Some Georgia parents may have questions about how child support works, especially if they are new to the system. While most noncustodial parents understand they have a responsibility to provide financial support to their children, they may be unsure how support amounts are set or other key determinations are made. Child Support Awareness Month is marked annually in August with the goal of increased public information about how the child support system functions.
In order to put a child support order in place, it is necessary to determine parentage. While maternity can be established by showing that the mother gave birth to the child, paternity can be shown in several different ways. The husband of a married woman who gives birth during the marriage is presumed to be the father. In addition, an unmarried father can sign an affidavit of paternity at the birth or any time thereafter. In some cases, paternity is challenged or in doubt. In these cases, the parents can seek a DNA test in order to prove or disprove paternity. Once the father has been confirmed, an order of paternity can be issued.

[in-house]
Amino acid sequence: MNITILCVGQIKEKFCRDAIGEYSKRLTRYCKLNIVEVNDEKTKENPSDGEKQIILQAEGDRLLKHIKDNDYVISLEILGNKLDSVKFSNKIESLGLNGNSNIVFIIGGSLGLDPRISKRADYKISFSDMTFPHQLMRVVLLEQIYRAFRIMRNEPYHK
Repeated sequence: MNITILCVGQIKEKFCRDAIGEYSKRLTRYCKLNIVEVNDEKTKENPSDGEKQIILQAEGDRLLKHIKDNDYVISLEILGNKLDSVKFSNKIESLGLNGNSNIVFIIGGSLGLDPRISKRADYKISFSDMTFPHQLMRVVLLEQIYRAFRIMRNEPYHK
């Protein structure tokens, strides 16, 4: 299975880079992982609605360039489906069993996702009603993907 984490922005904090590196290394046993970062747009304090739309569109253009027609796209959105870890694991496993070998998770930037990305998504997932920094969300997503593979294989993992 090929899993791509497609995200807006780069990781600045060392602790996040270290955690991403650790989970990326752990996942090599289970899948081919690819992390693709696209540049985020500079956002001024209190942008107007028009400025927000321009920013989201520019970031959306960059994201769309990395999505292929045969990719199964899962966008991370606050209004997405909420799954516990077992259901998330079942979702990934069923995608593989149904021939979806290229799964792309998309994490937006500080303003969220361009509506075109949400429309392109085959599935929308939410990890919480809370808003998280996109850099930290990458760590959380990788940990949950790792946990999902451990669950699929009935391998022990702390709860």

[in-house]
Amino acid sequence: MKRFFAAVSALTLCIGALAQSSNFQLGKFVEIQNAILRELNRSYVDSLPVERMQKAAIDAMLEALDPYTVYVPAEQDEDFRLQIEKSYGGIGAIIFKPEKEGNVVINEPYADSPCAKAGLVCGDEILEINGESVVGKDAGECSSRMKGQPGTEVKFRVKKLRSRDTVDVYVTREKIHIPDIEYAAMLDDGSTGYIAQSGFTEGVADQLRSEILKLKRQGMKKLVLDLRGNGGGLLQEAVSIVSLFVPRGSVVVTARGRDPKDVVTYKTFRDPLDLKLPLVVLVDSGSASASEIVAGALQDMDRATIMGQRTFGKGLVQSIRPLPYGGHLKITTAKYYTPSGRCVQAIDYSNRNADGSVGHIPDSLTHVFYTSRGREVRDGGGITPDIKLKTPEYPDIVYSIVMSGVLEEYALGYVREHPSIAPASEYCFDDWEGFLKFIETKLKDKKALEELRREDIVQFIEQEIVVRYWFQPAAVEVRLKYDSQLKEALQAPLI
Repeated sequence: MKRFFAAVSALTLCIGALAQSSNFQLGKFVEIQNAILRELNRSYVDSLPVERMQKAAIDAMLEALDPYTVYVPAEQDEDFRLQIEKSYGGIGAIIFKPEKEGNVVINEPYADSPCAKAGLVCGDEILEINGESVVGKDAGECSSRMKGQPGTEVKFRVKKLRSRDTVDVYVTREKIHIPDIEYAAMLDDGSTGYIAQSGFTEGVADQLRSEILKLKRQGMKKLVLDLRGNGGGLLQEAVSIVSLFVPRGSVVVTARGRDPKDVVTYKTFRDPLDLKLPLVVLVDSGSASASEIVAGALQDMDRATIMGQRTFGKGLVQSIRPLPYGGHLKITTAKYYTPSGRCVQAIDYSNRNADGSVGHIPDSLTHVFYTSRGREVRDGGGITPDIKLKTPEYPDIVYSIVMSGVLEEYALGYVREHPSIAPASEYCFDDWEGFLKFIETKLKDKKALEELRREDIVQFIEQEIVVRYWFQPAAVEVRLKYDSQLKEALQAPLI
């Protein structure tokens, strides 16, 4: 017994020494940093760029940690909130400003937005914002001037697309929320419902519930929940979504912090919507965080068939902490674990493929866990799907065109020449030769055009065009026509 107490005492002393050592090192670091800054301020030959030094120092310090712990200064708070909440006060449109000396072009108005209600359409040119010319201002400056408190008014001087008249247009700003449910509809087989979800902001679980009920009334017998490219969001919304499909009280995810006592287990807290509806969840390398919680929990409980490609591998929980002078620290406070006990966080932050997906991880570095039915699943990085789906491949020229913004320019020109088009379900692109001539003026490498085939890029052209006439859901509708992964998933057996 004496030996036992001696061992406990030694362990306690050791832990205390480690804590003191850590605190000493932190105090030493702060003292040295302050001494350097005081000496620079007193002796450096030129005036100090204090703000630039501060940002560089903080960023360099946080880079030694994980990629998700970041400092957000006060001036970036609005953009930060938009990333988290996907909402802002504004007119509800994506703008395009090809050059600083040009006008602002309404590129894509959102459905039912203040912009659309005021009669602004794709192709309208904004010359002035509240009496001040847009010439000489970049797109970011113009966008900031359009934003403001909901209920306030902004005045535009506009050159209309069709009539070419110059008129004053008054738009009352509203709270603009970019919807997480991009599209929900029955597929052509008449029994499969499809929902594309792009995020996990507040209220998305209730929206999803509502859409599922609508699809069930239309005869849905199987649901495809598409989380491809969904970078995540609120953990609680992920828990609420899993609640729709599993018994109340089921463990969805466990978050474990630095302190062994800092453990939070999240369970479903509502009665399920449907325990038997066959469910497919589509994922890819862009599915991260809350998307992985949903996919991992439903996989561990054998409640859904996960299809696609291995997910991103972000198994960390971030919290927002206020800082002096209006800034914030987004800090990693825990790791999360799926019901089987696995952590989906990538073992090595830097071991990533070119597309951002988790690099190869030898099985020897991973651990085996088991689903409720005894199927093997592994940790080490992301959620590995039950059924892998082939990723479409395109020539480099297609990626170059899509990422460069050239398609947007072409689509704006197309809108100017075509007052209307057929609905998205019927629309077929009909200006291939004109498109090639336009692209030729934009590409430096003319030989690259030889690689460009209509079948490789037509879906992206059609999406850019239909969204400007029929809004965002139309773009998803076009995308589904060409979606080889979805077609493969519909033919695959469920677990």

After the child's parents have been determined, an amount for monthly child support payments can be set by the court. State guidelines take several objective factors into account, especially the noncustodial parent's income. Failure to comply with a child support obligation can lead to wage garnishment.
Sometimes, a child support order may be issued at a high point in a noncustodial parent's finances, and they may face later problems like unemployment or acquired disability. In such a case, the parent can work with a family law attorney to seek a child support modification. By obtaining a modified support order, a noncustodial parent can fulfill their obligations despite financial changes.